We can look at society today and not see many people loving each other. How does this look in our lives? For us, as a nation and as the Body of Christ to walk in unity we must love each other including our enemies!
“You have heard that it was said, ‘Love your neighbor and hate your enemy.’ But I tell you, love your enemies and pray for those who persecute you, that you may be children of your Father in heaven. He causes his sun to rise on the evil and the good and sends rain on the righteous and the unrighteous. If you love those who love you, what reward will you get? Are not even the tax collectors doing that? And if you greet only your own people, what are you doing more than others? Do not even pagans do that? Be perfect, therefore, as your heavenly Father is perfect.” Matthew 5:43-48
We must love people! Many people have a certain way to define an enemy, but Mike Bickle, with International House of Prayer, has a good definition of an enemy. “An enemy is someone who gets in the way of your plans.” How do you react when your schedule or plan is interrupted? What is more important than our plans or our path in life, is how we respond to the people on our path along the way.
How do we love? Most of us have a certain way we love, but more importantly, we can ask the people in our life how we can love them! Bishop T.D. Jakes is asked, how do I love my enemy? He responds with great wisdom! “I think that love begins with the common human experience that we all have. I think that loving your enemy gets down to the basic human issues. Air, water, lights, food, family; basic human essentials. At least let’s love on the level that we exist and then debate on the level that we think. We have lost all respect and civility, and I think that it just comes back to respecting people. Because God made them and how can you say you love God who you have not seen and hate that reflection that He created. You cannot worship Him up there while you resent Him right here.”
God has loved us from the foundations of the earth while we were still sinners! This is how we are to love as well. So, what is love? Paul answers this question for us.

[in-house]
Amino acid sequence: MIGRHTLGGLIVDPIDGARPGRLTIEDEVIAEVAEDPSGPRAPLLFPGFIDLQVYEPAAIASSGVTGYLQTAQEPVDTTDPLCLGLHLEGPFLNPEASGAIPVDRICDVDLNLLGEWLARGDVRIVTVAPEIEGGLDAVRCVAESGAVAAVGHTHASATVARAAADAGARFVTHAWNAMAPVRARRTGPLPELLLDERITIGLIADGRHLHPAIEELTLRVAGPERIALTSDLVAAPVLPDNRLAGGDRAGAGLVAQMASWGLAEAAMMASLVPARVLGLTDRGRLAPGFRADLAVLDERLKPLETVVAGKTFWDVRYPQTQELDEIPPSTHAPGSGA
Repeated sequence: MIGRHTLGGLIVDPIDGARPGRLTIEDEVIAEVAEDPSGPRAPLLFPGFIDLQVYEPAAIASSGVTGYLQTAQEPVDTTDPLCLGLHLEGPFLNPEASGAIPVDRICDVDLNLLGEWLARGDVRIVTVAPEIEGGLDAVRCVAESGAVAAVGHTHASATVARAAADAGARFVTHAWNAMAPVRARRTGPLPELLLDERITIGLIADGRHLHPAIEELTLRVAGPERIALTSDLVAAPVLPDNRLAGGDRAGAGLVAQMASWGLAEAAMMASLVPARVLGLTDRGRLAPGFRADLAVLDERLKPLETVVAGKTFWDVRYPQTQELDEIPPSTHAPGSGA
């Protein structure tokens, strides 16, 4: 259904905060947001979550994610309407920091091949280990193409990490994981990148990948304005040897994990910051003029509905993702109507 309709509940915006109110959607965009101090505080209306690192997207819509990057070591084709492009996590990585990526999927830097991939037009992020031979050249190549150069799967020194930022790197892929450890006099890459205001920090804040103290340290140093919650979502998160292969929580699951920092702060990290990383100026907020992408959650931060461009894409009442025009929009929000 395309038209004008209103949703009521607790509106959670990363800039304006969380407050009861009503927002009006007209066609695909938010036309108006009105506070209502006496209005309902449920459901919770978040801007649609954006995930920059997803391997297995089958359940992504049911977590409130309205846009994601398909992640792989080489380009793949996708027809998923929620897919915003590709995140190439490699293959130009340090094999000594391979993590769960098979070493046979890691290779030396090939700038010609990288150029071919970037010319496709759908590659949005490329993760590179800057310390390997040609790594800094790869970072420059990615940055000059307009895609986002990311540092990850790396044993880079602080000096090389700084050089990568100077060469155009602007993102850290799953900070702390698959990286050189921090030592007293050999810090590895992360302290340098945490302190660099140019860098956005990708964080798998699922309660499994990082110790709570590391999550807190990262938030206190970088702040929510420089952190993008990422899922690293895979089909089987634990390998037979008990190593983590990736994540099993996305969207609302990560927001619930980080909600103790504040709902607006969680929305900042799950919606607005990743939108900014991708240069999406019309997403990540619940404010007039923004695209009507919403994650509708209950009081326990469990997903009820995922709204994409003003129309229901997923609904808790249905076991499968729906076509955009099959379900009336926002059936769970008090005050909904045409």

“If I speak in the tongues of men or of angels, but do not have love, I am only a resounding gong or a clanging cymbal. If I have the gift of prophecy and can fathom all mysteries and all knowledge, and if I have a faith that can move mountains, but do not have love, I am nothing. If I give all I possess to the poor and give over my body to hardship that I may boast, but do not have love, I gain nothing. Love is patient, love is kind. It does not envy, it does not boast, it is not proud. It does not dishonor others, it is not self-seeking, it is not easily angered, it keeps no record of wrongs. Love does not delight in evil but rejoices with the truth. It always protects, always trusts, always hopes, always perseveres. Love never fails.” 1 Corinthians 13:1-8
This is what God wants us to do! Many times, in life we work hard to complete a task or do something for God while running people over. It is more important for us to be delayed in our plans and to treat the people with a love that interrupt our plans.
Dr. Martin Luther King, Jr. set a great example of how to live a life by loving others! The purpose and driving force of his actions were so driven by love; he wanted to make sure those that were marching alongside him were walking in agreement. He even wrote out ten specific commitments that each person had to abide by. Even during opposition, he committed to loving his enemies.